Hundreds of schools in UK threaten to close due to risk of collapse Yesterday, 20:08 in Abroad Before the weekend it became clear that 104 schools had to close immediately (partially) due to concrete rot.

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Corpus Christi Catholic School in London remains closed for the time being
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Hundreds more schools in the United Kingdom are at risk of being declared unsafe because of the risk of collapse. Before the weekend, 104 schools had to (partially) close their doors as a precaution due to concrete rot in the buildings. That problem seems to be getting bigger now.

The culprit is RAAC, a brittle concrete that was widely used between the 1950s and the 1980s in the construction of all kinds of government buildings, including hospitals and police stations. The material was used in roofing, floors and walls, among other things, and was a cheaper alternative to ‘ordinary concrete’ at the time.

But RAAC also has a major drawback: it only lasts about thirty years and is susceptible to rot. The UK’s Health and Safety Service has warned that many buildings have now run out of material and could suddenly collapse. This already happened in 2016 with part of a school building in Edinburgh, Scotland.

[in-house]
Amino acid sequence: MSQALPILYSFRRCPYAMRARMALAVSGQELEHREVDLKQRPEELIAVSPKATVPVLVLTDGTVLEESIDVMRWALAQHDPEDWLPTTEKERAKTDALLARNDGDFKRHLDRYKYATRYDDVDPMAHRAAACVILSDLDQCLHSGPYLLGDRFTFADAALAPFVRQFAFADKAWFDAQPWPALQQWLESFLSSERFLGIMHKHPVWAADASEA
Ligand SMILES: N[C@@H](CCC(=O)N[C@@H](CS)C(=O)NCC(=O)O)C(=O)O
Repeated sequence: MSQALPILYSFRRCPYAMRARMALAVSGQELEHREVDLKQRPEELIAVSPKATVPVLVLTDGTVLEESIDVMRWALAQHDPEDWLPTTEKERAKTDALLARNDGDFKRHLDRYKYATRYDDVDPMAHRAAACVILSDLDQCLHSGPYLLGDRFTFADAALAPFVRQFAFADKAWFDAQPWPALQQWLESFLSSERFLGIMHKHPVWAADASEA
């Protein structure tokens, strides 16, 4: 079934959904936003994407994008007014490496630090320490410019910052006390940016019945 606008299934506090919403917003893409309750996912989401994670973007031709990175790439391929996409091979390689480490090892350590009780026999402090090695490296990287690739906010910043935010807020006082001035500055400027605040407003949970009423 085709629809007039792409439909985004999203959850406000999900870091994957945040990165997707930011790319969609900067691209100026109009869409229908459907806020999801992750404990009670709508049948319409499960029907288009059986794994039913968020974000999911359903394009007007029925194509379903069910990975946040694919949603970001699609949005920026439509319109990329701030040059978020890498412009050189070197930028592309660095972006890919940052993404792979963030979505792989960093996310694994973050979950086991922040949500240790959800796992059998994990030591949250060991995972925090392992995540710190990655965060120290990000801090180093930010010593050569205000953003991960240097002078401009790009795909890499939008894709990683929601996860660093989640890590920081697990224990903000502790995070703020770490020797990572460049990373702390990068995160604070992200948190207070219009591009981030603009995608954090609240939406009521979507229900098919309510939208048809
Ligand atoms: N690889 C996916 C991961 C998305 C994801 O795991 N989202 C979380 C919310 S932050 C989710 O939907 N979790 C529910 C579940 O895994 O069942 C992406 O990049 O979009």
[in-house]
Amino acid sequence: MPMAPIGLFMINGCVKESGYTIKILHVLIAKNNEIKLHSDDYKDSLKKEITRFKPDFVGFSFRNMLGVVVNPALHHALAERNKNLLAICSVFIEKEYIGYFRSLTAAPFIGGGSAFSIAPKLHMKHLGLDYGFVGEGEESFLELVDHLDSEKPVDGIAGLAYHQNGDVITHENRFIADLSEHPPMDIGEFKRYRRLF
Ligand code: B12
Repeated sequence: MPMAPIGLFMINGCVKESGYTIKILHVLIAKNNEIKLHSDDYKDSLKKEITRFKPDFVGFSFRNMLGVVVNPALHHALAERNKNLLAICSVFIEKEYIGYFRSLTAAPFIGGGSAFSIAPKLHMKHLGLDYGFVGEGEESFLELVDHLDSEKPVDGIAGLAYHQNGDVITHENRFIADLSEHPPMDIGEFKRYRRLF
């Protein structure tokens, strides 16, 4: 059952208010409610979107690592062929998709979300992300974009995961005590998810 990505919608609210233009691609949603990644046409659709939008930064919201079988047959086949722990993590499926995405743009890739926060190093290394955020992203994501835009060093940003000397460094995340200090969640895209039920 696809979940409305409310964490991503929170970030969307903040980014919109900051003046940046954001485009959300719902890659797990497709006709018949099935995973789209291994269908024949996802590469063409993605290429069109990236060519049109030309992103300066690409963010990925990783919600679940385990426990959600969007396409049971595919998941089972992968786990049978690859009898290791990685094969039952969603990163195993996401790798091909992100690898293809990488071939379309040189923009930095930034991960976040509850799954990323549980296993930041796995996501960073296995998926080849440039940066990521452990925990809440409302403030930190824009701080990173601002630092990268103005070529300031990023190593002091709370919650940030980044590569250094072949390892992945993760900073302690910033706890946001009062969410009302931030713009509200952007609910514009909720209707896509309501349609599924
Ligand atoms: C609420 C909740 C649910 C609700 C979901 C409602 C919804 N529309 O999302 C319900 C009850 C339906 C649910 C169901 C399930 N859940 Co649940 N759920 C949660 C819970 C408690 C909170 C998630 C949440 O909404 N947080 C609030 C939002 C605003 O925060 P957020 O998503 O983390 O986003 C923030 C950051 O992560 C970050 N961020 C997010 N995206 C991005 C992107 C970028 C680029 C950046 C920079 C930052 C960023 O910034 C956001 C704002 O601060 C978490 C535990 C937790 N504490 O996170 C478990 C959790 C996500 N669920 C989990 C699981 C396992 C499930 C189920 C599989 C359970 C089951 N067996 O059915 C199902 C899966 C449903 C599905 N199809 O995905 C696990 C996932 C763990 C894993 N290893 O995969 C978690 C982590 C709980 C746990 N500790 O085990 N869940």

Today, British Education Minister Gillian Keegan warned that hundreds of other school buildings may be unsafe because of the concrete. That will become clear in the coming weeks: all schools that may have been built with RAAC will be extensively inspected within two weeks.

The concrete rot poses a problem for many schools, British media write. The schools are struggling with a sudden shortage of classrooms, which means that thousands of students cannot go there. Some schools are switching back to online teaching.

A school in Leicester is also affected by this:

Headmaster: ‘Very honest, I cried when the school had to close’

The concrete rot seems to be a headache for Prime Minister Sunak. It has been known for years that RAAC has a limited lifespan. But Sunak, in his previous position as finance minister, cut back heavily on the rehabilitation of public buildings. At least that is what a former senior official of the ministry says. According to Jonathan Slater, the British government was warned in 2018 that 300 to 400 schools had to be renovated on an annual basis, but the cabinet did not release enough budget for this.

Sunak, meanwhile, seems to be less pessimistic than his minister Keegan: the prime minister said earlier that he expects 95 percent of Britain’s 22,000 schools to have no problems with RAAC. In addition, Sunak stated, it cannot be ruled out that the problems will be limited to one or two classrooms in some schools. At the BBC, he also emphatically denied having been responsible for the cuts.

The opposition, meanwhile, has lashed out at Sunak’s government, partly because of the timing of the closure: today was the first day after the summer holidays. Labor also says the case shows that the Conservatives have unfairly cut back on the public sector in recent years.

  • Abroad

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